I've come up with a fully categorical approach. Since it includes a LOT of large diagrams, I've typeset the answer in LaTeX and hosted the pdf on my blog.

To simplify the notation a bit I use $$\alpha$$ for $$\alpha_*$$. The sheaf $$\mathcal{F}$$ is not written. Here below, we get the commutative diagram that gives a simple categorical proof in the presheaf category, that extend trivially to the sheaf category.

$$\require{AMScd} \begin{CD} \beta^{-1}\alpha @>\eta^{\alpha'}_{\beta^{-1}\alpha}>>=\cases{\alpha'\alpha'^{-1}\beta^{-1}\alpha\\ \alpha'\beta'^{-1}\alpha^{-1}\alpha} @>\alpha'\beta'^{-1}\epsilon^\alpha>>\alpha'\beta'^{-1} \\ @V\beta^{-1}\alpha\eta^{\beta'}VV @V\alpha'\alpha'^{-1}\beta^{-1}\alpha\eta^{\beta'}VV @V\alpha'\beta'^{-1}\eta^{\beta'}VV\\ =\cases{\beta^{-1}\alpha\beta'\beta'^{-1}\\ \beta^{-1}\beta\alpha'\beta'^{-1}}@>\eta^{\alpha'}_{\beta^{-1}\alpha\beta'\beta'^{-1}}>> =\cases{\alpha'\alpha'^{-1}\beta^{-1}\alpha\beta'\beta'^{-1}\\\alpha'\beta'^{-1}\alpha^{-1}\alpha\beta'\beta'^{-1}\\ \alpha'\alpha'^{-1}\beta^{-1}\beta\alpha'\beta'^{-1}}@>\alpha'\beta'^{-1}\epsilon^\alpha_{\beta'\beta'^{-1}}>> \alpha'\beta'^{-1}\beta'\beta'^{-1}\\ @V\epsilon^\beta_{\alpha'\beta'^{-1}} VV @V\alpha'\alpha'^{-1}\epsilon^\beta_{\alpha'\beta'^{-1}} VV @V\alpha'\epsilon^{\beta'}_{\beta'^{-1}} VV\\ \alpha'\beta'^{-1}@>\eta^{\alpha'}_{\alpha'\beta'^{-1}}>> \alpha'\alpha'^{-1}\alpha'\beta'^{-1}@>\alpha'\epsilon^{\alpha'}_{\beta'^{-1}}>>\alpha'\beta'^{-1} \end{CD}$$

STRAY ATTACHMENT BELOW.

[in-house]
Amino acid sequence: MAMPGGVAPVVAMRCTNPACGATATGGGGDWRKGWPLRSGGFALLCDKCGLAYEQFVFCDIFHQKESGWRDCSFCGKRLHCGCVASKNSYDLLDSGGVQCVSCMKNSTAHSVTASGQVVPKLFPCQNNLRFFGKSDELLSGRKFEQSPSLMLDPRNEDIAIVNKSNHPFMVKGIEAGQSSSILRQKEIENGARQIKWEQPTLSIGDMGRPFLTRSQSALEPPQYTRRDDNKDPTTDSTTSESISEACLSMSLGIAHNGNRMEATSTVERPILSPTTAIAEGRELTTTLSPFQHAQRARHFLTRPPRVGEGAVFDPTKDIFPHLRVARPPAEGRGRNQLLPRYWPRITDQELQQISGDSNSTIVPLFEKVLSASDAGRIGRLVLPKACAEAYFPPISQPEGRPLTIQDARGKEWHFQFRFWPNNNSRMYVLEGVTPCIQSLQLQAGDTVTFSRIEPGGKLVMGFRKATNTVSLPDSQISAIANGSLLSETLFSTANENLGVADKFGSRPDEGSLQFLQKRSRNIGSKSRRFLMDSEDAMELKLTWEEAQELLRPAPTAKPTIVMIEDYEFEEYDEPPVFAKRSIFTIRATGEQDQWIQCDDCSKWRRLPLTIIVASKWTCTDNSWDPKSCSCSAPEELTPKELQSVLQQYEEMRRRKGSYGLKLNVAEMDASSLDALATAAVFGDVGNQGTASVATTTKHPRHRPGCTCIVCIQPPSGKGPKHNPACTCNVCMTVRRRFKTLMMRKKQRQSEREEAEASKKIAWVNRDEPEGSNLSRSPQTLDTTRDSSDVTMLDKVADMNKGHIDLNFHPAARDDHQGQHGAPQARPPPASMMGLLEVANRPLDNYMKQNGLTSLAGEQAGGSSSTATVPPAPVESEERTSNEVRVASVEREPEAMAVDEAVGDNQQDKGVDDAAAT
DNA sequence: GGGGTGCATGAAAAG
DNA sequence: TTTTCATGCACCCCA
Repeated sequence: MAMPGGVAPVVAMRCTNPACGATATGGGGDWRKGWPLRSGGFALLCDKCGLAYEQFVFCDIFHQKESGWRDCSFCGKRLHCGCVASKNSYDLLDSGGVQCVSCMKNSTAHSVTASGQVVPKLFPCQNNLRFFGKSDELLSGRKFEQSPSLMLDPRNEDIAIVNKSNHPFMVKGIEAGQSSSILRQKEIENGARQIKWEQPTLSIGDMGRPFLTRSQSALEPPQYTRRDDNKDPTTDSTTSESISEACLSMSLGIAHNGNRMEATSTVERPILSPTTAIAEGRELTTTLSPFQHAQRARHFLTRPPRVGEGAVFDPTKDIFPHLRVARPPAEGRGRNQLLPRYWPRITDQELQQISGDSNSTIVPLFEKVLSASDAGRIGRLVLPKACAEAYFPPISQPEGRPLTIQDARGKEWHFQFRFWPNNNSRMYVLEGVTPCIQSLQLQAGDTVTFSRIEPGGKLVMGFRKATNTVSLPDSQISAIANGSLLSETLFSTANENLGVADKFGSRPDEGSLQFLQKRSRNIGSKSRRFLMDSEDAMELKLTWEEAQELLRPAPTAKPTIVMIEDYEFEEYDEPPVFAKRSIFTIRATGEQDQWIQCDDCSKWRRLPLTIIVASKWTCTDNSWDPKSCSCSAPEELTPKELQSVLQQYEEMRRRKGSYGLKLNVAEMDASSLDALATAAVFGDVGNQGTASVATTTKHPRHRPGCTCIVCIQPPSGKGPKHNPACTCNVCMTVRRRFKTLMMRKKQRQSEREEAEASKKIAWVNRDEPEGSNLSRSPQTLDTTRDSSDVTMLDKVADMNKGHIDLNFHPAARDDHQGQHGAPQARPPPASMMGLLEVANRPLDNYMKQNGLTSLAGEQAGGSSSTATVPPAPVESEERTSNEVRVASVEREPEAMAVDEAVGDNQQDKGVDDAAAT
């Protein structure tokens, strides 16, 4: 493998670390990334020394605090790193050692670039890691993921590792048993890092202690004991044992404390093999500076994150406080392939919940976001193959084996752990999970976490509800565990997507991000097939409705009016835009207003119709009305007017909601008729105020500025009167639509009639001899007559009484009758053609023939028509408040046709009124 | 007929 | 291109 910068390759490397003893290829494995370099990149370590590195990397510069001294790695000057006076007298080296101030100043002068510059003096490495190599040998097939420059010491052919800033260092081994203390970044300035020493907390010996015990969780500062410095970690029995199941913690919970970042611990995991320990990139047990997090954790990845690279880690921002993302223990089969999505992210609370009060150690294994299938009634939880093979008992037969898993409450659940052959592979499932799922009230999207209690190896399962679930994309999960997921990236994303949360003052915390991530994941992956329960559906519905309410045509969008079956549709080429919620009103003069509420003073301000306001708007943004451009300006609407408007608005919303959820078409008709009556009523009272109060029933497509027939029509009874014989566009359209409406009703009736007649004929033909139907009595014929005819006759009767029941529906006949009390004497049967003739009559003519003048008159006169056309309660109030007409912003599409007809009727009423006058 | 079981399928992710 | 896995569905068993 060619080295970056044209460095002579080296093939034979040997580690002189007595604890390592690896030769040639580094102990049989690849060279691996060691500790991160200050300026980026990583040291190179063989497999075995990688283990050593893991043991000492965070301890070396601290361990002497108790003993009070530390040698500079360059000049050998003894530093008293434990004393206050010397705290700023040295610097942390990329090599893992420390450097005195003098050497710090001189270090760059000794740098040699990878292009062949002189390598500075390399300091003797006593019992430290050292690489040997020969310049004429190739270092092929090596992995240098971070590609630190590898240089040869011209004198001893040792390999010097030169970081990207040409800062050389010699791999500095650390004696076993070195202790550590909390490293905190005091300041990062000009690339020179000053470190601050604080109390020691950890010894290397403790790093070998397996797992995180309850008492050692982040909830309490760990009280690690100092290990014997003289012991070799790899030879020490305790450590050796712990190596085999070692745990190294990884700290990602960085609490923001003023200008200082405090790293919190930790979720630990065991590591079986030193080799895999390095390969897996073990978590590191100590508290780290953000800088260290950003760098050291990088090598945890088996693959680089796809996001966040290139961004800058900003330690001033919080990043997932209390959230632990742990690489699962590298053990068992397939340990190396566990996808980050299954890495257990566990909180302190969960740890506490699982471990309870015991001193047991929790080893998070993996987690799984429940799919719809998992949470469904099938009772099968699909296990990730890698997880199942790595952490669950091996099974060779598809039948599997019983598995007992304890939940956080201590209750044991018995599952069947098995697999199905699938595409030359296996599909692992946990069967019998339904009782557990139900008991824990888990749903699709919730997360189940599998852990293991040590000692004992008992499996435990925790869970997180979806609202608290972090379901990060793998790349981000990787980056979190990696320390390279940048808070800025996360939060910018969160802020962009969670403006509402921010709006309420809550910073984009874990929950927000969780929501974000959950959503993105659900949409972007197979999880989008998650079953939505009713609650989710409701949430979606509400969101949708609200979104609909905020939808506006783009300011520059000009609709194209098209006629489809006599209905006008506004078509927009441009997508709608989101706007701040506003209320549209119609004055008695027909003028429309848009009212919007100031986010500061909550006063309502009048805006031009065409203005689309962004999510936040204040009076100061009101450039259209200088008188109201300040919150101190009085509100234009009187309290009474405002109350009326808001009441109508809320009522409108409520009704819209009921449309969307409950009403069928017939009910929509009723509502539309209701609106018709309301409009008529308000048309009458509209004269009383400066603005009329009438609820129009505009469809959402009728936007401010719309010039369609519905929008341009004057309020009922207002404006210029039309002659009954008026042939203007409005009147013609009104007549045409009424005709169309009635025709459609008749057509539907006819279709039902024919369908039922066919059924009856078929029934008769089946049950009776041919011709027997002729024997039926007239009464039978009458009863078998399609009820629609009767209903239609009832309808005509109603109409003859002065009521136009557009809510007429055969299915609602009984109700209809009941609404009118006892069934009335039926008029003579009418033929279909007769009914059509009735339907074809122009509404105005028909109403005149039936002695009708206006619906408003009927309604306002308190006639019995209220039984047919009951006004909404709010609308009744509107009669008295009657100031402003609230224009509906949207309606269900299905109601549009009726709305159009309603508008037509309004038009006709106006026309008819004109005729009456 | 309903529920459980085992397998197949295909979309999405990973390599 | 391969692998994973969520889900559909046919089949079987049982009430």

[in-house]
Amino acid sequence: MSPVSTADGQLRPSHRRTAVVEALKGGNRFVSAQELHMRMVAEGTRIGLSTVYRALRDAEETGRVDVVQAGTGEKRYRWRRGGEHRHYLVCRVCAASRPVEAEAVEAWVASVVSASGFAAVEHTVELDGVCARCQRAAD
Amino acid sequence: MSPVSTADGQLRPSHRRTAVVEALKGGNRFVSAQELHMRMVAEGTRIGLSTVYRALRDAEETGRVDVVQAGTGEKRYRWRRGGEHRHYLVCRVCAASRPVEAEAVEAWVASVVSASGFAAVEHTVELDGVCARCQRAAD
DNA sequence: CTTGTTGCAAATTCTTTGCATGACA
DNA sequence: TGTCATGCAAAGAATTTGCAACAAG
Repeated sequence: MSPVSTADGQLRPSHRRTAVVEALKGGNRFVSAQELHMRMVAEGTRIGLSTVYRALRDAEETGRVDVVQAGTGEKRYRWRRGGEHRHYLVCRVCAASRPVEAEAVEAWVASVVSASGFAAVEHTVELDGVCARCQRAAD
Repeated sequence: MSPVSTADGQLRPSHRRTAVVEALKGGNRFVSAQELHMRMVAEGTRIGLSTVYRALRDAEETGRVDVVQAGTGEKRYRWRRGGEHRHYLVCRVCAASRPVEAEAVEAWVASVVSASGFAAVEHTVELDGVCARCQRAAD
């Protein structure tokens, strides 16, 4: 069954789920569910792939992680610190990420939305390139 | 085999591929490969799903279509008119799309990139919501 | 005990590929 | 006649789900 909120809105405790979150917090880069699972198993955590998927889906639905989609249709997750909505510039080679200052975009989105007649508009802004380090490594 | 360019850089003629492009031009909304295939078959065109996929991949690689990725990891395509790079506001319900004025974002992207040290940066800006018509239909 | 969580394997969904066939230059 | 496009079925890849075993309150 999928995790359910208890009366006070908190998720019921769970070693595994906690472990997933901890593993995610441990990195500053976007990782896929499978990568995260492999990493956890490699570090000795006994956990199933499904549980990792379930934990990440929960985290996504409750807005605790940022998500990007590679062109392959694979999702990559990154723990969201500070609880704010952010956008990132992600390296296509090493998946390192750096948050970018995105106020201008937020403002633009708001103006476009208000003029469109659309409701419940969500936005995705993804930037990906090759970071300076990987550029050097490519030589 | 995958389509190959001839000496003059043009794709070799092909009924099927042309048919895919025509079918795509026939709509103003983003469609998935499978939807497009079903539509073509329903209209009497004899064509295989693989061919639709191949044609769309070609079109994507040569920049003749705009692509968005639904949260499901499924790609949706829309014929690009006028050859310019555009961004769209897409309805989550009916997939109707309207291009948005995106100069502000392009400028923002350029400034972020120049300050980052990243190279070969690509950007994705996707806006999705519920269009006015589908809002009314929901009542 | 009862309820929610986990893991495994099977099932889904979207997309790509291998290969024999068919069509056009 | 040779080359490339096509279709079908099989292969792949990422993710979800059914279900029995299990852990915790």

0/ The first column and the first row express the two composed morphisms we are asked to show they are equal

1/ The last column and the last row actually express two composed morphisms that are equal to the identity by the counit-unit identities

2/ The top two squares and the first bottom one are commutative because of the naturality of the unit and counit natural transformations

3/ The last bottom square is commutative because the counit of the composition of two adjoint functors is the composition of the counits, and we use the commutation relation $$\alpha\beta'=\beta\alpha'$$